Don't skip your serrated

Serrated knives are essential for everything from slicing tomatoes to cutting bread. Many people are under the (incorrect) assumption that these knives can't be sharpened, but there is an easy trick for sharpening serrated knives. Simply start by looking for the blade's edge, located in the gullet, and determine which side the bevel is on. To the naked eye, you should be able to see that one side is flat while the other is angled. Once you have determined this, run a honing steel in between each tooth of the knife. After, run some sandpaper or the honing rod on the other side to make sure you have removed any metal burrs.

Removing the burrs is a step you should never skip when sharpening serrated knives. If you skip it, you could end up with those burrs in your food, something you never, ever want.

Use your steel the right way

Once you have determined that your knife needs just a quick hone and not a true sharpen, you will need to make sure you are honing the right way. Running your knife up and down the rod improperly can result in damage to the knife, which could be irreversible. The kind you get doesn't need to be expensive, and there are plenty of great options for less than $20.

Using a honing steel or honing rod is quite simple. First, grab your knife in your dominant hand and the honing steel in the other. Plant the tip of the steel onto a cutting board, using a towel for extra stability if needed. Starting at the hilt and moving towards the tip, run the length of the knife at a 15 to 20-degree angle down the steel. Make sure to do an equal number of times on each side, no more than 10 strokes total.

Know your bevel

The bevel is the angle where the edge of the knife comes to. This can be something like 15 degrees per side or something more severe, like 45 degrees on a single bevel knife. "Typically, kitchen knives are sharpened anywhere between 15-20 degrees per side," says Field. "Japanese knives that use purer steels with higher hardness can be sharpened at a bit lower angle and take on amazing sharp edges that stay sharp for much longer."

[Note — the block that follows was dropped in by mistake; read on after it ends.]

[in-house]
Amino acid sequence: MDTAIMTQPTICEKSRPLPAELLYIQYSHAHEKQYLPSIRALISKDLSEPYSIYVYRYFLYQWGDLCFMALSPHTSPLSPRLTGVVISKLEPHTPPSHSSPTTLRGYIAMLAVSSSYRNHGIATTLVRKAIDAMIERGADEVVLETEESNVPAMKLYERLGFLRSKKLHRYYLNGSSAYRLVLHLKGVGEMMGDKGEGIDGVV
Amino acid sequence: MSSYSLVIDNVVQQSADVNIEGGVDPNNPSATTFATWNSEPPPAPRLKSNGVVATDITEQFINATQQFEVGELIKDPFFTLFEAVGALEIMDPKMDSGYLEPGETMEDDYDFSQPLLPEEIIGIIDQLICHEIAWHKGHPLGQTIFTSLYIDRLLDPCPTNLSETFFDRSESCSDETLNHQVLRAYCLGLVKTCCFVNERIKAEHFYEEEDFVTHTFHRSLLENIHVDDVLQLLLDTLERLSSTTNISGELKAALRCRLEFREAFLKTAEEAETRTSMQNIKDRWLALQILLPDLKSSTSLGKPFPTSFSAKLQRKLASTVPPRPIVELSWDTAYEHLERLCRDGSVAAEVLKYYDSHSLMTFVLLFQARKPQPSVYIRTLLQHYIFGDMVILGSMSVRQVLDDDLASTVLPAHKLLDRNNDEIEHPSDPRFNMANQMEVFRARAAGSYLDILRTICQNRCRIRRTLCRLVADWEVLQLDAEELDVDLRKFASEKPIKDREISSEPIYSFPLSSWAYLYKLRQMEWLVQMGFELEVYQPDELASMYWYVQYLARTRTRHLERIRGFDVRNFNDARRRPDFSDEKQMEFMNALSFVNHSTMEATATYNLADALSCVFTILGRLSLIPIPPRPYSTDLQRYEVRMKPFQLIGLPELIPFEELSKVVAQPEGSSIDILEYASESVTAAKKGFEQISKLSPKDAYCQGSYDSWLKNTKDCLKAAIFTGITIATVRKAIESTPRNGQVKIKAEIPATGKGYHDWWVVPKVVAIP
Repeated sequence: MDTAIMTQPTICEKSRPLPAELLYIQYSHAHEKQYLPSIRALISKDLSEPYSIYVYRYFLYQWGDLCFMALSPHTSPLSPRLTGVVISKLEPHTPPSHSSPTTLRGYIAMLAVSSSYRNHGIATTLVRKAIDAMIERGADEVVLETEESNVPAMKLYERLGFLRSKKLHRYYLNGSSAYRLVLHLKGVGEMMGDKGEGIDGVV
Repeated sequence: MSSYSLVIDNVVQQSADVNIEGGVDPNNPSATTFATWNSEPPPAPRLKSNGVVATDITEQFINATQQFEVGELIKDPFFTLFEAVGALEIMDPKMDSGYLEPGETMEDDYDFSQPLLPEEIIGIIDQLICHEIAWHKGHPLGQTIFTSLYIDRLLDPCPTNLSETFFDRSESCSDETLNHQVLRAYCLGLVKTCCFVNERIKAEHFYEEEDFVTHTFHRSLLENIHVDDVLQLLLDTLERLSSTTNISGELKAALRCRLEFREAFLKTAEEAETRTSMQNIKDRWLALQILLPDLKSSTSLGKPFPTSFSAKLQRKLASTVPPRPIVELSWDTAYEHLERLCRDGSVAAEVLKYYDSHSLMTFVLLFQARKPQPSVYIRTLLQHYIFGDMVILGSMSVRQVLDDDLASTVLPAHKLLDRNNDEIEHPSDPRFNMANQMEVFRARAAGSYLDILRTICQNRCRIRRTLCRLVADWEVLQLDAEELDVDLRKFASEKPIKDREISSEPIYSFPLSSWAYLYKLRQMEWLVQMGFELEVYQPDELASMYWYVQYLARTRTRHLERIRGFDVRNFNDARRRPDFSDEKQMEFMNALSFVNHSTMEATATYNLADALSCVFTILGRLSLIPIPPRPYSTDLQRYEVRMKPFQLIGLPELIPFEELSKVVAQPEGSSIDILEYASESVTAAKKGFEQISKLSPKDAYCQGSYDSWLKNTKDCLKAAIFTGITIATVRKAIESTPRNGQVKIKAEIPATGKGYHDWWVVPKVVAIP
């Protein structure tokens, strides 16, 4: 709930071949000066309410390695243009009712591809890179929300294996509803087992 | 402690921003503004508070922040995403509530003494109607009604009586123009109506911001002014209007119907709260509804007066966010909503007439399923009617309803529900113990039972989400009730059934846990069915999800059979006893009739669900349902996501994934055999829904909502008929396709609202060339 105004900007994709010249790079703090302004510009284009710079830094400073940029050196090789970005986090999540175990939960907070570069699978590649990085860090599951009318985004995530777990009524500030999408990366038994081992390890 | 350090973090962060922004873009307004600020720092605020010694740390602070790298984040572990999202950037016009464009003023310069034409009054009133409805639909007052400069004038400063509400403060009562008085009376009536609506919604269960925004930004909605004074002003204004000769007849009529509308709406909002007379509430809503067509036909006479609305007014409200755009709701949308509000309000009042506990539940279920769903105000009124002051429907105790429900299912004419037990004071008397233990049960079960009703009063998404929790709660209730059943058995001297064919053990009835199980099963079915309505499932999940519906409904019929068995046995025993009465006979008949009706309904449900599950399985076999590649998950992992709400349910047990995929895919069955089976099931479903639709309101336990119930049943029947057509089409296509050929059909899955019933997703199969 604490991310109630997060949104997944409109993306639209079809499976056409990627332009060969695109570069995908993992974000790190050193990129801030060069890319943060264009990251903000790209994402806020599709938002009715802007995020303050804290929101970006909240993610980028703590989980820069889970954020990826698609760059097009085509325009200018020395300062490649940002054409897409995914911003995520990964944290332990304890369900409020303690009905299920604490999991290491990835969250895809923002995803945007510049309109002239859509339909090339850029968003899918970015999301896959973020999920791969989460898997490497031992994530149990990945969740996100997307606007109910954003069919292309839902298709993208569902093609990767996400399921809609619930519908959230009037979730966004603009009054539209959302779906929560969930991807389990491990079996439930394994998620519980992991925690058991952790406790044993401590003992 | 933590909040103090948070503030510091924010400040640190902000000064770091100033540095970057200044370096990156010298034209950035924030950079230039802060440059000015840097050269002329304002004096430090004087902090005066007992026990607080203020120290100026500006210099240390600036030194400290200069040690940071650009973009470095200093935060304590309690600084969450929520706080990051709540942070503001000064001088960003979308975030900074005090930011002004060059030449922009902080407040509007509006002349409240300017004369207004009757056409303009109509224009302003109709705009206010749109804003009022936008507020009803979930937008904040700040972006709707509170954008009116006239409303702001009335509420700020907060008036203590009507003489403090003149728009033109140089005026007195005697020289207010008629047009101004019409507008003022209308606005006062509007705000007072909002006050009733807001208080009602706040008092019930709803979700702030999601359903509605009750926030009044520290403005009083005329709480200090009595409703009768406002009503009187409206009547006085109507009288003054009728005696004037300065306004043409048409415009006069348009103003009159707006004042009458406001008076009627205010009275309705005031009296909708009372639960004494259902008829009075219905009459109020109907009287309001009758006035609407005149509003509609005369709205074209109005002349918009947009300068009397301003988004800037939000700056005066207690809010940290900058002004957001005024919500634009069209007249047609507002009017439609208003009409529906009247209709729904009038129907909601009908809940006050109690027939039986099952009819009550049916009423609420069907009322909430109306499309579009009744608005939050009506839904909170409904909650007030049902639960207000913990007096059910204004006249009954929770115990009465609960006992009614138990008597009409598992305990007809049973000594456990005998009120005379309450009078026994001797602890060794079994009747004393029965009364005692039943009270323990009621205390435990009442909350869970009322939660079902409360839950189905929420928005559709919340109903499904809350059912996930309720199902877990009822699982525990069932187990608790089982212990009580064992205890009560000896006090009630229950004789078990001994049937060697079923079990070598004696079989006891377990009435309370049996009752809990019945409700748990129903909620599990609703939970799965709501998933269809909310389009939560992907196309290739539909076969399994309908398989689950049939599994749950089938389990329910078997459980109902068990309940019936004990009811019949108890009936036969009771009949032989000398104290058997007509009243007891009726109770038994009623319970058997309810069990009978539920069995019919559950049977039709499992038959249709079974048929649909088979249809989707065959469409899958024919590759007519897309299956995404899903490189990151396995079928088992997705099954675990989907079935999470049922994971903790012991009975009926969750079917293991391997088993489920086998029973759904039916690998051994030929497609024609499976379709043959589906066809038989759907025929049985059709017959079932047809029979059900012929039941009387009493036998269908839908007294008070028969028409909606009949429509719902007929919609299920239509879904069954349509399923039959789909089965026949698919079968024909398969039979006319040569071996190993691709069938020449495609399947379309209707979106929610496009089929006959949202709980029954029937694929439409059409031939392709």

Before you begin to sharpen a knife yourself, you need to know which bevel, or you could risk ruining the edge completely. This information should be available from the manufacturer, or you can take your knife to a professional sharpener to have them help identify it. If you know but are intimidated by making sure that angle is maintained, there are handy angle guards designed to help make sure you don't mess this step up.

Rely on a professional

There's no shame in hiring a professional to sharpen your knives. Many professional chefs and cooks take their knives to be professionally sharpened, even if they could do it themselves to save time. Also, professional knife sharpeners are specialists in their trade and will often be much more knowledgeable about some of the more obscure nuances of sharpening.

Even if you have picked up a whetstone and learned how to do the process yourself, it's a good idea to stick to the pros for repairs and difficult jobs. Ultimately, the choice to take your knives to a pro sharpener will come down to geography and if one even exists in your area. Some places accept knives by mail for sharpening, which could be a good option if you can't find someone locally. The industry standard is about $1 per inch of knife, but this can go up and down depending on the knife and what needs to be done.

Don't think that price equates to sharpness